The main complication is bleeding (which can be dangerous), and in some situations thrombolysis may therefore be unsuitable. Thrombolysis can also play an important part in reperfusion therapy that deals specifically with blocked arteries.
Stroke: Thrombolysis reduces major disability or death when given within 3 hours (or perhaps even 6 hours) of ischaemic stroke onset when there are no contraindications to treatment.
Massive pulmonary embolism. For the treatment of a massive pulmonary embolism, catheter-directed therapy is a safer and more effective alternative to systemic thrombolysis. This involves the injecting of drugs directly into the clot.
Thrombolysis is usually intravenous. It may also be used directly into the affected blood vessel during an angiogram (intra-arterial thrombolysis), e.g. when patients present with stroke beyond three hours or in severe deep vein thrombosis (catheter-directed thrombolysis).
Thrombolysis is not without risks. Therefore, clinicians must select patients who are to be best suited for the procedure, and those who have the least risk of having a fatal complication. An absolute contraindication is in itself enough to avoid thrombolysis, while a relative contraindication needs to be considered in relation to the overall clinical situation.
Recent (within 30 days) biopsy of a parenchymal organ or surgery that, in the opinion of the responsible clinician, would increase the risk of unmanageable (e.g. uncontrolled by local pressure) bleeding.
Recent (within 30 days) trauma with internal injuries or ulcerative wounds.
Gastrointestinal or urinary tract haemorrhage within the last 30 days or any active or recent haemorrhage that, in the opinion of the responsible clinician, would increase the risk of unmanageable (e.g. by local pressure) bleeding.
Arterial puncture at non-compressible site within the last 7 days.
Concomitant serious, advanced or terminal illness or any other condition that, in the opinion of the responsible clinician would pose an unacceptable risk.
Minor or Rapidly improving deficit.
Seizure: If the presenting neurological deficit is deemed due to a seizure.
Pregnancy is not an absolute contraindication. Consider intra-arterial thrombolysis.
Hemorrhagic stroke is a rare but serious complication of thrombolytic therapy. If a patient has had thrombolysis before, an allergy against the thrombolytic drug may have developed (especially after streptokinase). If the symptoms are mild, the infusion is stopped and the patient is commenced on an antihistamine before infusion is recommenced. Anaphylaxis generally requires immediate cessation of thrombolysis.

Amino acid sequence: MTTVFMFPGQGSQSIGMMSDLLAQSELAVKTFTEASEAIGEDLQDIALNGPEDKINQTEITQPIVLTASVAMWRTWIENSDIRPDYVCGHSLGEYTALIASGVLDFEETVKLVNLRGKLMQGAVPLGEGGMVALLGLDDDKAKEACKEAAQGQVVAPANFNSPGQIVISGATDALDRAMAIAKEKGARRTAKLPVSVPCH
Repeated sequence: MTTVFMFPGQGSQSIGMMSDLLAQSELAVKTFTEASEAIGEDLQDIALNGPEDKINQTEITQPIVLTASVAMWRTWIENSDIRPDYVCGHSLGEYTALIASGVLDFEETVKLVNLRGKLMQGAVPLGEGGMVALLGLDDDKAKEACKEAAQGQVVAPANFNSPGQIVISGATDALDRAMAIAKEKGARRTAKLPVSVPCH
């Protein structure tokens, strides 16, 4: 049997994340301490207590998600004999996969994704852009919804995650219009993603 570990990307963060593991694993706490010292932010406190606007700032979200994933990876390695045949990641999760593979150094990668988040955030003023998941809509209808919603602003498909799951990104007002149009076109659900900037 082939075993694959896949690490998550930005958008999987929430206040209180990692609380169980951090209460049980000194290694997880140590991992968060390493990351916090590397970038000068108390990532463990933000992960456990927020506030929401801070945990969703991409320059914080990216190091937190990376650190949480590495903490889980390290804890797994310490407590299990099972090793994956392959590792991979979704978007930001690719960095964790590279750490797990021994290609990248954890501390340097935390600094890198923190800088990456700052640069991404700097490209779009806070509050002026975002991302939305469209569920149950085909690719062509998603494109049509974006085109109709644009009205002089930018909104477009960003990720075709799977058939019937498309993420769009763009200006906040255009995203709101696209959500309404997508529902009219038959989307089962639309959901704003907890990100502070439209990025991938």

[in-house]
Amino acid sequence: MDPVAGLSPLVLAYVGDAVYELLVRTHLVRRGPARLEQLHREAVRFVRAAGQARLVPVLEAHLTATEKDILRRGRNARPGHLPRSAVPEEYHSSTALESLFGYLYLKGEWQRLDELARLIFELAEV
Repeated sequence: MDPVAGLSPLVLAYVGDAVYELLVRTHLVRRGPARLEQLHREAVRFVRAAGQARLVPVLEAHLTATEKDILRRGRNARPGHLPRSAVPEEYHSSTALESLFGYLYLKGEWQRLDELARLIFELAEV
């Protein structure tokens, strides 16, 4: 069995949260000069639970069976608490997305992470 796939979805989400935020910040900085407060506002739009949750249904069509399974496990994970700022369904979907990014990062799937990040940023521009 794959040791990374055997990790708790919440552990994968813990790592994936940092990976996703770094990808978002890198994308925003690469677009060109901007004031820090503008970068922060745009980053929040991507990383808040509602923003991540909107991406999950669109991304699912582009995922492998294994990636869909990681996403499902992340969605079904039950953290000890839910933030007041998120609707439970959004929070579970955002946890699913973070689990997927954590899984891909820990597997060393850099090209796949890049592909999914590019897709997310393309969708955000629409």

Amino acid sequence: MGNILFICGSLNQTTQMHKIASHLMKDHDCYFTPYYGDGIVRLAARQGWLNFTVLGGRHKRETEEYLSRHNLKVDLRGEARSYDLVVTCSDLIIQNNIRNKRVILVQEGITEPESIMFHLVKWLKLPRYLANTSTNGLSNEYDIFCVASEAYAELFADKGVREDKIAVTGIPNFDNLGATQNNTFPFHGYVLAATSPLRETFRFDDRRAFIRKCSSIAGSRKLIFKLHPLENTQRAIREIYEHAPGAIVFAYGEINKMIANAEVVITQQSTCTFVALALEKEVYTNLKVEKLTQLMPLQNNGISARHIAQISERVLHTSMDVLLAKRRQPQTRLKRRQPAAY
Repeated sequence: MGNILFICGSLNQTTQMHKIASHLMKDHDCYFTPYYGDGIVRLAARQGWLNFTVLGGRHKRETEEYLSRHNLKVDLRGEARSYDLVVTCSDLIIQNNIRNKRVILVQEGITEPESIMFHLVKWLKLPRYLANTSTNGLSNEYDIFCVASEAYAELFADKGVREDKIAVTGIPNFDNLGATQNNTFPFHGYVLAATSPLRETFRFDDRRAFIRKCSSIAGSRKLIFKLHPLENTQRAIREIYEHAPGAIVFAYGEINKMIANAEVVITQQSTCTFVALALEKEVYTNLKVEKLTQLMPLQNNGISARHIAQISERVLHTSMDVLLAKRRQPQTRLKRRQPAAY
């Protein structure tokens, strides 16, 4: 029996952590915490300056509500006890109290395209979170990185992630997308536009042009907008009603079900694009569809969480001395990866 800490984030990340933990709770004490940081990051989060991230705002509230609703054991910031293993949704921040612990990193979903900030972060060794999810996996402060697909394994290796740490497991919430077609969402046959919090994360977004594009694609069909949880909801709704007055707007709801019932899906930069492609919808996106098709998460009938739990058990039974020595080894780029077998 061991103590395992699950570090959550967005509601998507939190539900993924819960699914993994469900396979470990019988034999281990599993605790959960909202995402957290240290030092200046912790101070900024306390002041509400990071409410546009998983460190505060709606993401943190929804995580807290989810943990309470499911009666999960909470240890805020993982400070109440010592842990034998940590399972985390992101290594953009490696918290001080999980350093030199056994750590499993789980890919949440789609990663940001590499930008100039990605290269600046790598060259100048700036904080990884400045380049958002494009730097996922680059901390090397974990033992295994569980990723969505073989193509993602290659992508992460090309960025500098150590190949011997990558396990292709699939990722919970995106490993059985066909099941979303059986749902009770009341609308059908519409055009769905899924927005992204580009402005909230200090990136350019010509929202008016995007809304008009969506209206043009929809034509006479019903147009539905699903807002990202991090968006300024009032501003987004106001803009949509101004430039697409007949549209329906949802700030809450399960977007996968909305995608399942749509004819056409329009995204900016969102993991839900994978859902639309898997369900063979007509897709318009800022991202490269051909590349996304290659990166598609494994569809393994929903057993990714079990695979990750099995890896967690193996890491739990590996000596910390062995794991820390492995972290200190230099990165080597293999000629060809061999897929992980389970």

Thrombolysis therapy uses thrombolytic drugs that dissolve blood clots. Most of these drugs target fibrin (one of the main constituent of blood clots) and are therefore called fibrinolytics. All currently approved thrombolytic drugs are biologics, either derived from Streptococcus species, or, more recently, using recombinantbiotechnology whereby tPA is manufactured using cell culture, resulting in a recombinant tissue plasminogen activator or rtPA.
In people who receive thrombolytic therapy delivered through a catheter, there is a risk of hemorrhage as a side effect. Scientists have studied whether measuring fibrinogen in blood can be used as a biomarker to predict hemorrhage. As of 2017 it was not known if this works or not.
^"Indications for fibrinolytic therapy in suspected acute myocardial infarction: collaborative overview of early mortality and major morbidity results from all randomised trials of more than 1000 patients. Fibrinolytic Therapy Trialists' (FTT) Collaborative Group". Lancet. 343 (8893): 311–22. 5 February 1994. doi:10.1016/s0140-6736(94)91161-4. PMID7905143.
^ abHarvey D. White; Frans J. J. Van de Werf (1998). "Clinical Cardiology: New Frontiers Thrombolysis for Acute Myocardial Infarction". Circulation. 97 (16): 1632–1646. doi:10.1161/01.CIR.97.16.1632. PMID9593569.
^Poorthuis, Michiel H. F.; Brand, Eelco C.; Hazenberg, Constantijn E. V. B.; Schutgens, Roger E. G.; Westerink, Jan; Moll, Frans L.; de Borst, Gert J. (2017-03-05). "Plasma fibrinogen level as a potential predictor of hemorrhagic complications after catheter-directed thrombolysis for peripheral arterial occlusions". Journal of Vascular Surgery. 65 (5): 1519–1527.e26. doi:10.1016/j.jvs.2016.11.025. ISSN1097-6809. PMID28274749.